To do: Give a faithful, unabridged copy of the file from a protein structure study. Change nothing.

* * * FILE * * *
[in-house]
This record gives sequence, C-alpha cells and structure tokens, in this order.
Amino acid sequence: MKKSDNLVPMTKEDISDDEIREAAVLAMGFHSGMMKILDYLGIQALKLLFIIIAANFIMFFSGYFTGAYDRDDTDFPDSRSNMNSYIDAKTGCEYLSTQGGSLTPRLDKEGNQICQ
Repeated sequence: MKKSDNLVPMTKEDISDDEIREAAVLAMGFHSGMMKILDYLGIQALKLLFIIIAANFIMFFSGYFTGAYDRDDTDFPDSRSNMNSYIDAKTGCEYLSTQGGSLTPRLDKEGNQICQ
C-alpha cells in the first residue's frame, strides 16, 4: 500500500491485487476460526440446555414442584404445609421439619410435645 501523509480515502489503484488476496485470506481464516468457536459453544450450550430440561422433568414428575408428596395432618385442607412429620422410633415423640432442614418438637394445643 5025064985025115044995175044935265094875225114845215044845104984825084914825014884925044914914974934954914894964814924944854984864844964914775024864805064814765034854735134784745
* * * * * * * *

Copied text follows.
[in-house]
This record gives sequence, C-alpha cells and structure tokens, in this order.
Amino acid sequence: MKKSDNLVPMTKEDISDDEIREAAVLAMGFHSGMMKILDYLGIQALKLLFIIIAANFIMFFSGYFTGAYDRDDTDFPDSRSNMNSYIDAKTGCEYLSTQGGSLTPRLDKEGNQICQ
Repeated sequence: MKKSDNLVPMTKEDISDDEIREAAVLAMGFHSGMMKILDYLGIQALKLLFIIIAANFIMFFSGYFTGAYDRDDTDFPDSRSNMNSYIDAKTGCEYLSTQGGSLTPRLDKEGNQICQ
C-alpha cells in the first residue's frame, strides 16, 4: 500500500491485487476460526440446555414442584404445609421439619410435645 501523509480515502489503484488476496485470506481464516468457536459453544450450550430440561422433568414428575408428596395432618385442607412429620422410633415423640432442614418438637394445643 5025064985025115044995175044935265094875225114845215044845104984825084914825014884925044914914974934954914894964814924944854984864844964914775024864805064814765034854735134784745